When "Extremities" opened at Trustus Theatre 25 years ago, it sent a message.
"We wanted to come in and say that Trustus is not going to be your typical local theater," said Jim Thigpen, the play's director and Trustus' co-founder. "We hit the ground running with this one."
"Extremities" will open for a second time at Trustus on Friday. William Mastrosimone's play is considered controversial. Relevant is a better way to characterize the production. And two decades later, the premise remains shocking.
The home of a young woman, Marjorie, is invaded by a would-be rapist, Raul. But Marjorie, who is played by the captivating Monica Wyche, defends herself and detains Raul.
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Her roommates come home to find Raul, played by Christopher Cockrell, tied up in the fireplace with cords, belts and other items. Questions immediately arise. Who is the victim? Who is the assailant? Is Marjorie now a kidnapper?
"She has the power," Thigpen said of Marjorie. "She has to decided how to deal with the power. All of a sudden, it's in the hands of the victim."
But what about the torture she inflicts?
"She beats the crap out of him," Thigpen said. "Her roommates come home, and she's perfectly OK. If they call the cops, what do they see?"
"Extremities," a daring production, has an interesting history at Trustus. It was the first play stay staged at the theater's old walk-up space on Assembly Street. On opening night, a fire threat was called in, and the audience had to be evacuated.
"I remember the police coming up opening night and chasing people out of the theater," Thigpen said. "Everybody stayed. It was really amazing. It was really something."
Will audiences come to see the production 25 years later? Comedies and musicals are big-ticket sellers in town, especially in days of perpetual grim economic news. "Extremities," though, is two hours of drama, a thought-provoking play.
"Let's remind people that a good drama can be good entertainment," Thigpen said. "Let's see if this works out - or I go out of business. For people who like theater, this is a powerful evening.
"We're still capable of knocking some socks off."
Showtimes: 7:30 p.m. Wednesday and Thursday; 8 p.m. Friday and Saturday; and 3 p.m. Sunday.
The play runs through Nov. 14. Trustus is at 520 Lady St. $15 to $22.50; (803) 254-9732
The cast of "Tap Dogs" is similar to a band. But this band is, in their terms, up on the boards and not on the stage.
And the music is created with their feet.
"Tap Dogs," a Broadway in Columbia production that will be performed at 7:30 p.m. Wednesday and Thursday, is a concert and play rolled into one. The story is partly told through the characters' feet. Anybody can understand and feel rhythmic discussion.
"Rhythm is a language of its own," said Nathan Sheens, one of the six main characters. "It's infinite. It's mathematical. There's no limitations."
Dein Perry, an Australian choreographer, created "Tap Dogs" in the mid-1990s. Perry, a former industrial machinist, created the show around themes from his work experiences.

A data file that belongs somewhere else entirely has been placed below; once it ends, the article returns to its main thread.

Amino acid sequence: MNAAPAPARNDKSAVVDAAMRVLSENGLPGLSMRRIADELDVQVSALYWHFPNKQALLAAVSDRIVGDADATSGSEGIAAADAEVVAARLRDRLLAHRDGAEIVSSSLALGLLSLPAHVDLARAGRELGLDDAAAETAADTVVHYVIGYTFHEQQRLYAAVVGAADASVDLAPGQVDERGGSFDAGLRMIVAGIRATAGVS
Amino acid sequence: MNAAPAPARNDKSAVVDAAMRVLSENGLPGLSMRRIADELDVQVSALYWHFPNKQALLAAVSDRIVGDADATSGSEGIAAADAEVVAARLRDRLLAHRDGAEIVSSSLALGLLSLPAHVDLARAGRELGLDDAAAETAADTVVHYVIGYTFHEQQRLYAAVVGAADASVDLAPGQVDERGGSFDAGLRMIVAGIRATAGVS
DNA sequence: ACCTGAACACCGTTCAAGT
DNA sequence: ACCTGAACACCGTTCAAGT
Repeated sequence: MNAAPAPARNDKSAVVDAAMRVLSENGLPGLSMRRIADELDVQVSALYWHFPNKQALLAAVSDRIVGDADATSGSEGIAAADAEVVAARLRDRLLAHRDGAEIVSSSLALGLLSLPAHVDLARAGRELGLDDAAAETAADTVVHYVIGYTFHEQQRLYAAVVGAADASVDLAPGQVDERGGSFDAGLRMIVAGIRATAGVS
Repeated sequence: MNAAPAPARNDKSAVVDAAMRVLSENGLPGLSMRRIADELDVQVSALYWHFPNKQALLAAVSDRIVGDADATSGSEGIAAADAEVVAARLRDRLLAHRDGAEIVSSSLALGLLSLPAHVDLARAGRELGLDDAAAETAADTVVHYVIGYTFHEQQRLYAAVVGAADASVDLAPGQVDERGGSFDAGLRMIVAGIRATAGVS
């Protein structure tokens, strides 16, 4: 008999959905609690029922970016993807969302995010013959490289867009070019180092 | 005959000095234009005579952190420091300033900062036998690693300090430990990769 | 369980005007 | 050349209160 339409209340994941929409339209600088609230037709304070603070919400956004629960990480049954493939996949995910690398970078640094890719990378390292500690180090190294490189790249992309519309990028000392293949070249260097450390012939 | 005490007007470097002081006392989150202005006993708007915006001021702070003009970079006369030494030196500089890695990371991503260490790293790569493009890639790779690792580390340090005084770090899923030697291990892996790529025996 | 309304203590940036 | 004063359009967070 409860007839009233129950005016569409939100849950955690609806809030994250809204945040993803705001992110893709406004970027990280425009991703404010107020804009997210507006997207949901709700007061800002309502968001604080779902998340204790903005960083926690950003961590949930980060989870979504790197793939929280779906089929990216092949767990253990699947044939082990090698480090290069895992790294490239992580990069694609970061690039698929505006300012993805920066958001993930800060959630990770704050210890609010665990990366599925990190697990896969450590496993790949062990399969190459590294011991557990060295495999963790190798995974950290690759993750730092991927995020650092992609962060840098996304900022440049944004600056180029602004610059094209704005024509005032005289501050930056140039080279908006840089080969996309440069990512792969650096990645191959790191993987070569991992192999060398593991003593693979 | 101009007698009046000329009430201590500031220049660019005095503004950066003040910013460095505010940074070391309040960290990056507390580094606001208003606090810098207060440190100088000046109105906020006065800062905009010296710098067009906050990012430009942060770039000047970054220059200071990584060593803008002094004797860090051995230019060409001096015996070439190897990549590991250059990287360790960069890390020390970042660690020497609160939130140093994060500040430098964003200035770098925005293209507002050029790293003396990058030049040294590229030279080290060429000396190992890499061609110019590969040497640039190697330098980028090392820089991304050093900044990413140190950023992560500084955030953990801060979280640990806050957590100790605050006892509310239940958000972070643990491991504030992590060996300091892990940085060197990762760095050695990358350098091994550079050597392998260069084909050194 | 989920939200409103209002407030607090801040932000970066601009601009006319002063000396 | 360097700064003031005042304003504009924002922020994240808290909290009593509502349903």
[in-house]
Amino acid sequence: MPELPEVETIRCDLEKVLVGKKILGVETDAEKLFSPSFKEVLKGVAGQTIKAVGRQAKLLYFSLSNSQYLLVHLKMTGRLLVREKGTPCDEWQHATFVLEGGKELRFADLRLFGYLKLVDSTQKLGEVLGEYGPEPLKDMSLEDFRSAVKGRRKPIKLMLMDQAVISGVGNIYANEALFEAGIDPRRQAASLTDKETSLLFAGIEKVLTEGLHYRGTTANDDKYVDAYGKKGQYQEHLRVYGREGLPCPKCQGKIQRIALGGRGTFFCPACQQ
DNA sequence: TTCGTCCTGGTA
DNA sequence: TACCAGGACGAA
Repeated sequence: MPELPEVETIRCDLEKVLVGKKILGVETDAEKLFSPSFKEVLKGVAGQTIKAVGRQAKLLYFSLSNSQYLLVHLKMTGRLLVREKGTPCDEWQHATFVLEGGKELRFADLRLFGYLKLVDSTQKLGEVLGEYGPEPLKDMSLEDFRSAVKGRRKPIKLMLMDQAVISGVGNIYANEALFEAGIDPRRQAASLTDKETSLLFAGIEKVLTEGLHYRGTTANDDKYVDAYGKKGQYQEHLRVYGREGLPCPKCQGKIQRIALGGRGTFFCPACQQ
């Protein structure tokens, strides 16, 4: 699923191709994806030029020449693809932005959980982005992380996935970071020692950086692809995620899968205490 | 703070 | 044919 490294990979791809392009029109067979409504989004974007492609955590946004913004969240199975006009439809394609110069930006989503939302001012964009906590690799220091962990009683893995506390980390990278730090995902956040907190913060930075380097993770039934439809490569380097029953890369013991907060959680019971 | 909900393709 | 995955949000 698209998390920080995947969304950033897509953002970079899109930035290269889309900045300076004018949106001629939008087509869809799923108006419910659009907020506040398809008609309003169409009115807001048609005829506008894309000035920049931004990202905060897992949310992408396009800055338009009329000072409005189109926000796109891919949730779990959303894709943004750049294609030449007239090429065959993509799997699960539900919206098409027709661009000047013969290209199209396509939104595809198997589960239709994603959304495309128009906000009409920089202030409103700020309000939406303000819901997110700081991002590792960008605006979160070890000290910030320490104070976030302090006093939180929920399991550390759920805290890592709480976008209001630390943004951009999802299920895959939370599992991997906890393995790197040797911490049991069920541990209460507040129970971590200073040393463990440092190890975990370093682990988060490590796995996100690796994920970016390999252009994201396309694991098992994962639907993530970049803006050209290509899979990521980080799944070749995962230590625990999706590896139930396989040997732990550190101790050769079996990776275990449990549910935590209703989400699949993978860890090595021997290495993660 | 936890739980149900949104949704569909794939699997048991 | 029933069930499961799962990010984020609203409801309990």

Sheens is an original cast member. This is his third stint touring with the show. (This isn't the first time he's toured through Columbia; "Tap Dogs" was at the Koger Center in 1999.)
"I'm one of the original guys. I play the role of the rat," Sheens said of his character, one who always get pulled back into line.
Sheens said "Tap Dogs" has continued to resonate because of the relationships the dancers have on the boards and the story's message of hard work and perseverance.
"It was ahead of its time when it came out," he said. "It's blue collar."
So how does Sheens keep his movements - the music - fresh for the audience?
"Add some different rhythms and combinations to your solos," he said. "Doing rhythms and making music with my feet is what I always wanted to do."
The Koger Center is at 1051 Greene St. $36 to $49; (803) 251-2222
OTHER ARTS EVENTS
The Palmetto Opera presents "La Boheme Meets the Three Baritones" at Dreher High School at 7:30 p.m. Friday. "La Boheme" is a four-act opera based on an Italian libretto. The high school is at 3319 Millwood Ave. $10 and $30; (803) 776-0526
The Power Company will present the contemporary dance production "A Circus of Sorts" at CMFA ArtSpace at 7:30 p.m. Friday and Saturday.
The performance will also feature a collaboration with Natalie Brown of Delirium Tribal Belly Dance Company.
The CMFA ArtSpace is at 914 Pulaski St. $18 for one ticket, $30 for two; (803) 786-3825
Read more about the show in Weekend on Friday.
The USC Symphony Orchestra will perform at 7:30 p.m. Tuesday at the Koger Center. Joining the orchestra during the show will be The Shiraz Trio to perform "The Glory and the Grandeur," a concerto for percussion and orchestra. The Koger Center is at 1051 Greene St. $8 to $25; (803) 251-2222
The South Carolina Shakespeare Company will open its theatrical season with "Romeo and Juliet." The play will be staged in the Finlay Park amphitheater Thursday through Saturday and Oct. 28-31. Finlay Park is at 930 Laurel St. Showtime is 8 p.m. $6 to $10; (803) 787-2273
- Otis R. Taylor Jr.